Irish Water reservoir upgrade appealed to Bord Pleanála
Fears that upgrading water supply to Wicklow-south Dublin will ‘destroy’ Vartry river
Irish Water says the construction of a new treatment plant, along with other upgrades, will ensure the Vartry scheme meets all drinking water standards
Irish Water’s €200 million planned upgrade of the Vartry reservoir, which supplies more than 200,000 in north Wicklow and south Dublin, will “destroy” the Vartry river, objectors to the scheme have said.
Permission granted by Wicklow County Council to Irish Water for the redevelopment of the 150-year-old water treatment plant has been appealed to An Bord Pleanála by State agency Inland Fisheries Ireland, the owners of Mount Usher Gardens in Ashford, the Avoca café chain, and several angling and environmental organisations.
The Vartry water scheme has had no significant upgrade since it was built in the 1860s, and has been identified by the Environmental Protection Agency as at risk of failure to meet drinking water standards.
Irish Water said the construction of a new treatment plant, along with other upgrades, would secure the water supply, and ensure the Vartry scheme met all drinking water standards.
However, objectors said Irish Water’s plans would reduce flow in the river from 15 million to 5 million litres of water a day, which could result in it drying up at times of low rainfall.
Konrad Jay, whose family owns Mount Usher Gardens, said the survival of the gardens, planted in the 1880s with varieties of rare rhododendrons, azaleas, and camellias, was entirely dependent on the Vartry which flows through them.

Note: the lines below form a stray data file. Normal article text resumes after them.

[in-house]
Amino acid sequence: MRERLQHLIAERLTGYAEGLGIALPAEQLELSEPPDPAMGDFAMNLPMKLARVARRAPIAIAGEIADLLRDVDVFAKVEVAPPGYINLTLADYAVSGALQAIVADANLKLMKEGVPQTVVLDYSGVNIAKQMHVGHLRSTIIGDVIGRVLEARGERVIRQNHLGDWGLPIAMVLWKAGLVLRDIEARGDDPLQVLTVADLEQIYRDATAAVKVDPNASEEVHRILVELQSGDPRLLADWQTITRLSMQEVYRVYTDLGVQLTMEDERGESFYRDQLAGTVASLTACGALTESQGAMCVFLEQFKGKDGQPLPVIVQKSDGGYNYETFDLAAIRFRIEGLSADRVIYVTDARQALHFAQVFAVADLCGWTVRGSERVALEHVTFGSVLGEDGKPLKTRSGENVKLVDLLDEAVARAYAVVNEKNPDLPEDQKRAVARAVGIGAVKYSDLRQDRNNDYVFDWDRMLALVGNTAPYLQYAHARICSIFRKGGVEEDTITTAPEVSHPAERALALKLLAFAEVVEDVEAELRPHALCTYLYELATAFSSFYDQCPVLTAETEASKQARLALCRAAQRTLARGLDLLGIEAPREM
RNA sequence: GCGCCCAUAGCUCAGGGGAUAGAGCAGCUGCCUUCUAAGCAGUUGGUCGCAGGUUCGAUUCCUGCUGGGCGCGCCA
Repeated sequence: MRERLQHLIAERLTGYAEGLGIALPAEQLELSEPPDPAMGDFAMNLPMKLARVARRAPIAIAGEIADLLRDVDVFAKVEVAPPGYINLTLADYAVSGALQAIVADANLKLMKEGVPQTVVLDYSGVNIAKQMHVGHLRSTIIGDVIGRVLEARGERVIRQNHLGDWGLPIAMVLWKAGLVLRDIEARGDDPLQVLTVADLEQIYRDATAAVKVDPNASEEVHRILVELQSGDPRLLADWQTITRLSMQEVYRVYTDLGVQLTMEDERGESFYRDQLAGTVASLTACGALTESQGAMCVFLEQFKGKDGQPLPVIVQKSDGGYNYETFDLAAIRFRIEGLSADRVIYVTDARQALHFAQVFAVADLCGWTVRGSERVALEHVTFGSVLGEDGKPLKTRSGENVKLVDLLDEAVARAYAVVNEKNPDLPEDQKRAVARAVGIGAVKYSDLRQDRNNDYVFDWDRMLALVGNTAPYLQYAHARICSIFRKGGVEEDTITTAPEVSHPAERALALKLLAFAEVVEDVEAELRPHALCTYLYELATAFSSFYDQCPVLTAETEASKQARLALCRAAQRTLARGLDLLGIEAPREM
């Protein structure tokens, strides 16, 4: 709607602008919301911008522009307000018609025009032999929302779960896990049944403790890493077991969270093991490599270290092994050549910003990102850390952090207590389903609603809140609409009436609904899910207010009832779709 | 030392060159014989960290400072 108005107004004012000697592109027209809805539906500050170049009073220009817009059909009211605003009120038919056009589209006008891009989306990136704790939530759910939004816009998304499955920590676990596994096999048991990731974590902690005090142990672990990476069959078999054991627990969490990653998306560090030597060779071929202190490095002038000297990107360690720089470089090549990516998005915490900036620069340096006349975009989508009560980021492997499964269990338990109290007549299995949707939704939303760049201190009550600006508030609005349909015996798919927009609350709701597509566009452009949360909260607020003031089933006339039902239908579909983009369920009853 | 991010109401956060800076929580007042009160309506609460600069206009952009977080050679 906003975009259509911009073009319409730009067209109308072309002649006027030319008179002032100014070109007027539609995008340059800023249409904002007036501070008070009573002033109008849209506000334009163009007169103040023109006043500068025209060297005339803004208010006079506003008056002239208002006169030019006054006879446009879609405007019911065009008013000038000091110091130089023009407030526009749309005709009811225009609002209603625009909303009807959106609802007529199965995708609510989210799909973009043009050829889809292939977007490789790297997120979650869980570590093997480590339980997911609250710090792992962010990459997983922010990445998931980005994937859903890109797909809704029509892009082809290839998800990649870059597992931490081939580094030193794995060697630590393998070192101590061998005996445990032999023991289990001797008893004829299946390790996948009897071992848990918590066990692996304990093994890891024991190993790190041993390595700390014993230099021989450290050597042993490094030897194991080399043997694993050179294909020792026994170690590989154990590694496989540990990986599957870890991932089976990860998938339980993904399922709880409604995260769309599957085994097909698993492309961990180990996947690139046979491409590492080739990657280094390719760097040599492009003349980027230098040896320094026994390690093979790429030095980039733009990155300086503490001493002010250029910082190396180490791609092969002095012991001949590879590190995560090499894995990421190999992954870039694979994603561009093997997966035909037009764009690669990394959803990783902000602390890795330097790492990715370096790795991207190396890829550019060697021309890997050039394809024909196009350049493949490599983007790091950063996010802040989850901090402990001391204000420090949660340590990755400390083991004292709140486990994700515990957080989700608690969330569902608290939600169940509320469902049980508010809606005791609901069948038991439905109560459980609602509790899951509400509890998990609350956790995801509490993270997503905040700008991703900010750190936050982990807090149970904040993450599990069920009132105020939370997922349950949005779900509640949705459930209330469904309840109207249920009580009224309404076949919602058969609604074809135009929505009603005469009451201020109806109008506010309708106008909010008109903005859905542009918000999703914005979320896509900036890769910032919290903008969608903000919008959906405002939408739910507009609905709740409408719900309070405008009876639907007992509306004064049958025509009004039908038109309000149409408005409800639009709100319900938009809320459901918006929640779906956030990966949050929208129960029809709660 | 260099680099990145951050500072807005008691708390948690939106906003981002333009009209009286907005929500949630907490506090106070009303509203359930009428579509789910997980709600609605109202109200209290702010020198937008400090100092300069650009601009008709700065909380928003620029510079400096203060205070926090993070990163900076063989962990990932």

Natural habitat“The gardens and the river Vartry constitute a delicate and interdependent ecosystem, providing a natural habitat for an abundance and great variety of flora and fauna. This plan will have a far-reaching, irreversible, and catastrophic effect on the river Vartry, and the fragile eco-systems that it supports along its entire flow.”
He said he did not object to the upgrade of the reservoir . “Indeed, we welcome it, but the river will not survive its flow being reduced by two-thirds,” said Mr Jay.
Donald Pratt of Avoca, which operates the café at Mount Usher, said if Irish Water reduced the flow of water into the Vartry “the river will essentially die”. This would result in a drop in visitor numbers to the gardens , which Avoca’s parent company, US-based Aramark, would be unlikely to tolerate.
“I personally believe that if Irish Water is permitted to destroy the river it will only be a short time before the board of Avoca will be instructed to terminate the lease.”
Fish populationsInland Fisheries Ireland (IFI) said the river was already susceptible to very low flows during times of reduced rainfall, and it was concerned about the survival of salmon and other fish populations.
“While IFI is conscious of the ever-increasing demand for water supply in the Eastern River Basin District, it is not sustainable to continue to abstract water from the river Vartry during times of low flow when such action will result in significant adverse impact on the ecology of the river.”
IFI said Irish Water’s application was “deficient” in not having provided an environmental impact statement on the project.